Concurrent chemoradiation therapy (CRT) is the standard of care for non–small cell lung cancer. We studied the effects of minor differences in the CRT start dates in a cohort of 11,119 patients and found that minimal differences, as few as 3 days, were associated with worse survival rates. Efforts to mitigate the factors that interfere with the synchronous delivery of CRT are needed.Background:
We evaluated trends in administration of concurrent chemoradiation therapy (CRT) and how variations in start dates of chemotherapy and radiotherapy affected overall survival (OS) in patients with non–small cell lung cancer (NSCLC) undergoing a course of definitive CRT.Materials and Methods:
Cases of NSCLC treated with definitive CRT were obtained from the National Cancer Database. A survival analysis was performed with Kaplan-Meier curves and Cox proportional hazards models. Propensity score matching was conducted.Results:
On a national level, only 48.6% of patients began concurrent CRT on the same day. In a propensity-matched population, starting CRT within 6 days was associated with improved OS (17.9 months) compared with starting 7 to 13 days apart (16.5 months; P = .04). Starting dual therapy within 6 days of each other was associated with a 7% reduction in the risk of death (hazard ratio, 0.93; P = .05). Furthermore, in a propensity-matched cohort, starting CRT within 3 days was associated with longer survival (18.7 months) compared with 4 to 6 days apart (17.5 months; P = .02). Starting treatment 4 to 6 days apart was associated with an 8% increased risk of death (hazard ratio, 1.08; P = .04).Conclusion:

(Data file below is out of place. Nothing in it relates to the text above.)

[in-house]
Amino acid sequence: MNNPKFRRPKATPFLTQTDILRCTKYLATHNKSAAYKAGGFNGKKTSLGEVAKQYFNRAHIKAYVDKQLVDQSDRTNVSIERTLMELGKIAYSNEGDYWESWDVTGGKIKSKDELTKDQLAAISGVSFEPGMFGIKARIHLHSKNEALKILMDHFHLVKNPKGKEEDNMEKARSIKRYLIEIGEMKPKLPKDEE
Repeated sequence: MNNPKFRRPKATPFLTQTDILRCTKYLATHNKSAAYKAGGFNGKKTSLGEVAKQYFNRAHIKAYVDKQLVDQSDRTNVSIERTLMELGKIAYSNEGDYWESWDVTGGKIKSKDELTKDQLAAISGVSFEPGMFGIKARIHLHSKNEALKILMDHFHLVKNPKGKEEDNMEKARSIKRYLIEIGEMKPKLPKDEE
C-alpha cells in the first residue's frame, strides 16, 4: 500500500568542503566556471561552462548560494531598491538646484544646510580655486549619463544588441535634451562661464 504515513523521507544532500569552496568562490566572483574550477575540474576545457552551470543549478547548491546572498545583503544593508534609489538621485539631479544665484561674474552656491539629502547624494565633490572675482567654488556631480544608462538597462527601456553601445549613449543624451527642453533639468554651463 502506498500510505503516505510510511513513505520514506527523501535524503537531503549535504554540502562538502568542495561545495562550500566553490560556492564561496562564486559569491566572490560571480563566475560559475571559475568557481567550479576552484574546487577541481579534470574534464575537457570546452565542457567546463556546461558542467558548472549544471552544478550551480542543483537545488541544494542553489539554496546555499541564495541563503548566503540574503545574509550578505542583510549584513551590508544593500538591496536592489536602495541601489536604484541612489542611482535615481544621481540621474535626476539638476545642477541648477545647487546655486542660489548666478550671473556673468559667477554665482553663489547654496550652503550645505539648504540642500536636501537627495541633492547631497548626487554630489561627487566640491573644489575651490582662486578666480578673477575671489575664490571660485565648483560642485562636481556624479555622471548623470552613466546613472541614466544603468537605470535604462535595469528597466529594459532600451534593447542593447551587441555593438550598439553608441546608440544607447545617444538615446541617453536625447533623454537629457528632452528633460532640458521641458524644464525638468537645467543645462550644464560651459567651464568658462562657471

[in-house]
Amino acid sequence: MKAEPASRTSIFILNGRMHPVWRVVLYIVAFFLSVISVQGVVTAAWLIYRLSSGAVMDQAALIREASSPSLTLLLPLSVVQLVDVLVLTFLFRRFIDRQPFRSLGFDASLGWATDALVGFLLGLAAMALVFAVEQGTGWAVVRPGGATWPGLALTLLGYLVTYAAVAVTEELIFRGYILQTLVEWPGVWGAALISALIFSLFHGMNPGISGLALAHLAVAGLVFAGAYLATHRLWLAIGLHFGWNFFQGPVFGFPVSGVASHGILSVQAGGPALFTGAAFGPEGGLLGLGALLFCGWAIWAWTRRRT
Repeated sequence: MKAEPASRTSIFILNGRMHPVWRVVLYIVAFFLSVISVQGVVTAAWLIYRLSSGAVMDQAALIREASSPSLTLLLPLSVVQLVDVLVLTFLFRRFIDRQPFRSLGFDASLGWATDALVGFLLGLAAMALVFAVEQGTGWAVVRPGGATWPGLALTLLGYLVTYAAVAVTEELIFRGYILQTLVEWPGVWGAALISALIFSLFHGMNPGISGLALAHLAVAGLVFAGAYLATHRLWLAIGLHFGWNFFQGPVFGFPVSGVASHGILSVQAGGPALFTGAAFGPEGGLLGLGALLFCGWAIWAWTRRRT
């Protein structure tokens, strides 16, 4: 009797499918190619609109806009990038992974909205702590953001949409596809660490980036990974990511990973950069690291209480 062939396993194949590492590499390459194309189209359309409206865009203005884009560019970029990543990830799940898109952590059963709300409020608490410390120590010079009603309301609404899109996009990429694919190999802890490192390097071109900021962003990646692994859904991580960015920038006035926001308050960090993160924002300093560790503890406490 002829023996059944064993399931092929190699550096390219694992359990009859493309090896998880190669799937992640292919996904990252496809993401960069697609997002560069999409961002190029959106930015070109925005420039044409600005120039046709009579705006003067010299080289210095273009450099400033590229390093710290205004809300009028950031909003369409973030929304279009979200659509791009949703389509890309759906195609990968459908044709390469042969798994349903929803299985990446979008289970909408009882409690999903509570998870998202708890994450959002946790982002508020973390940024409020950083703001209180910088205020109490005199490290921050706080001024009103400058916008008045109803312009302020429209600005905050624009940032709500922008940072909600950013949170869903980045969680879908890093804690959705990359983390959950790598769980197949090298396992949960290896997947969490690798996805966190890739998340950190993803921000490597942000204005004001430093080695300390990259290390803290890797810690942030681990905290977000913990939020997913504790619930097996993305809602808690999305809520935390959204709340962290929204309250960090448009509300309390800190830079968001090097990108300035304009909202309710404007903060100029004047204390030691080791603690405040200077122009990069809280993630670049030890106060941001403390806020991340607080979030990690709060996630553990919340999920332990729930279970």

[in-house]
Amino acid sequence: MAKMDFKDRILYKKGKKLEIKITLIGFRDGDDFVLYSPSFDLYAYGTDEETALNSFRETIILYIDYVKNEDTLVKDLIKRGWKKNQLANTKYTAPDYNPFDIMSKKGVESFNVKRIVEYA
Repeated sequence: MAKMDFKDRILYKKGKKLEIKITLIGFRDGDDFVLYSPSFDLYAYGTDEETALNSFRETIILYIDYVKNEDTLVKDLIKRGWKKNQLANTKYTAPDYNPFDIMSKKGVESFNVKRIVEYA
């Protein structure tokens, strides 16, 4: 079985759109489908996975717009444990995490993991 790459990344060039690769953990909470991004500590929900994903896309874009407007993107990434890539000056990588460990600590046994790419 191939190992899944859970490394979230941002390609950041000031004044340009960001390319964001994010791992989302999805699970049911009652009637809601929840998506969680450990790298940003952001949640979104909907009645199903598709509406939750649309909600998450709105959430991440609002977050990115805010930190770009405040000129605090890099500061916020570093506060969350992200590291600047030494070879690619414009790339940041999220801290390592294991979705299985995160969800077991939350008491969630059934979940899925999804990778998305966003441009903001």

A large proportion (48.6%) of patients with unresectable NSCLC do not initiate CRT on the same day as is considered standard by national guidelines. In this population, nonsimultaneous initiation of CRT was associated with differences in OS. Further efforts to understand the mitigating factors and barriers that interfere with timely delivery of concurrent CRT are needed.